A lot of what he was given was as cold as he could withstand in an attempt to prevent his body temperature from rising more (which decreases work output, increases heart rate, and increases caloric expenditure).
This worked out pretty well as smoothies provided a lot of carbohydrates (preferred fuel in hot weather), were cold, contained water, and didn’t fill him up for long so we could give him some real calorie bombs every few hours in wraps full of sodium and savory foods to offset the sweet foods and electrolyte losses he was pushing out in his sweat.
We also constantly berated him to keep drinking water and Gatorade to prevent the performance decrements caused by dehydration. There were occasional coffee drinks mixed in once the weather cooled off each evening. We would wait for these at night, not because he was boring when he got tired but, because we could help him rehydrate more easily as he was sweating less.
Rehydrating decreased his heart rate before giving him caffeine, the wonderful stimulant that kept all of us alive during the race (and probably knocked a lot of years off our lives).
We also gave him Clif bars, various granola bars, The Right Stuff mixed into his drinks, Pickle Juice Shots, Gu’s, and high calorie Ensure/Starbucks drink mixes (those were largely kept to night time and cooler temps in the Rockies).
The fluids consisted of orange Gatorade (the only flavor he would drink), water, and this electrolyte mix we found in a bike shop in Arizona that had so much electrolytes in it that the bottle was crusty (none of us had heard of it before and I can’t remember what it was called. I just remember the bottle was small and dusty).
After the first 3 days we ran into a very interesting problem; the Clif bars were irritating Brian’s mouth and he developed sores – remember the low humidity?
His mouth was constantly dry and the oats in the Clif bars rubbed his mouth when he chewed. This prevented him from eating anything that could scratch or irritate his mouth.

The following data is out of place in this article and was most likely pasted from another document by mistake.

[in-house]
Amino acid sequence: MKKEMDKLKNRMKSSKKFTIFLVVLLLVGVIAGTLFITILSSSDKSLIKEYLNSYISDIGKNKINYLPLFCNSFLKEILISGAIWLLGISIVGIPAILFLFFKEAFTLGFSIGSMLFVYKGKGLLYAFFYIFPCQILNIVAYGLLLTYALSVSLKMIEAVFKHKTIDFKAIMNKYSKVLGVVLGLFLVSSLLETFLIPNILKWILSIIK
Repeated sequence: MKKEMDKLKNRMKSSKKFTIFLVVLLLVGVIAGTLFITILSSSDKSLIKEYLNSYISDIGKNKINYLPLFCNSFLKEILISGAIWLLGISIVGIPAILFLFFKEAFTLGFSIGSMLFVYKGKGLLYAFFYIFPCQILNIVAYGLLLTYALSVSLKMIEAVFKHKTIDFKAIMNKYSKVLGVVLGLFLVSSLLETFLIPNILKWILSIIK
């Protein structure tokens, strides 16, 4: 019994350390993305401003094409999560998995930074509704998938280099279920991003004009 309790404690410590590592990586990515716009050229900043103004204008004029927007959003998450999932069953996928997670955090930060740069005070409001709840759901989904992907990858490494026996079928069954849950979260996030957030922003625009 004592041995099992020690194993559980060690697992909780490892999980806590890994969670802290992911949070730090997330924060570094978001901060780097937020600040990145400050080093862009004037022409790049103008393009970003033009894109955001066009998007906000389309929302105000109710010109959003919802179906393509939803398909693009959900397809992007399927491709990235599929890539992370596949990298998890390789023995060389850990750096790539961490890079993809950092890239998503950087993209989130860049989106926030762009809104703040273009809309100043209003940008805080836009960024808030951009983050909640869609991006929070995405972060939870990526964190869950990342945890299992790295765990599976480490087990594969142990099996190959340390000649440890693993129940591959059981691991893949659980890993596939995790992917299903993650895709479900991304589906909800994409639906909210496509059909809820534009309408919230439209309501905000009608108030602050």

For the next several days Brian survived on a mix of gels, electrolytes mixed into his Gatorade, wraps with flour tortillas, smoothies, muffins, and unbeknownst to him coffee drinks mixed with Ensure (we didn’t tell him he was actually drinking “that old fart drink” until late Colorado).
The muffins may have saved the race because they were high in calories, easy to eat, portable, came in many different flavors, available in nearly any little town we drove through, low in fiber and high in sugar which meant they took up very little room inside his stomach and intestines. I was able to get him to add in Nutrigrain bars after a few days as they were soft and added new flavors to diet.
He also ate plenty of egg, sausage, and cheese wraps for something savory. I tried giving him banana, peanut butter and honey wraps but they would drip onto his bike and prevent him from playing Pokémon GO (I’m serious about this. His proudest race moment was passing a rare Pokémon in Kansas and not turning around for it).
This brings up an interesting area for us as the race crossed multiple mountain ranges and Brian wanted the King of the Mountains (KOM) award. He couldn’t be fed anything that would make him feel sluggish while climbing for an hour+ but needed more than sugar and carbs so we turned to Ensure shakes. They have several different lines of drinks and we picked one with a good mix of macronutrients for the race.
The climbs through Arizona and Colorado varied in length and incline – some hours long. We would feed him higher carb foods leading into climbs, hand him gels, and keep him in liquids as he climbed.
The goal was to prevent him from feeling full and bloated during any climbs when his power output and heart rate would spike. This worked well in the western part of the US but we had to shift to giving him a few short naps and yelling at him (plus more liquids) through the Blue Ridge Mountains in West Virginia and Maryland.
Side note: The Blue Ridge are a cruel joke from the race organizers as that’s actually the section of the race with the greatest elevation gain per mile and also nearly the finish line so riders are riding the struggle bus while hammering to catch anyone nearby. In the last 300 miles of the race a 100 mile lead on someone doesn’t mean you’re going to beat them.
Back to chronological order – the middle of the country was very boring. Mad props to our drivers Lou and D for keeping Brian in our headlights while descending at night as we went into Kansas. This is where we all went a little crazy due to ridiculous headwinds across the entire state and drastically shifting sleep schedules.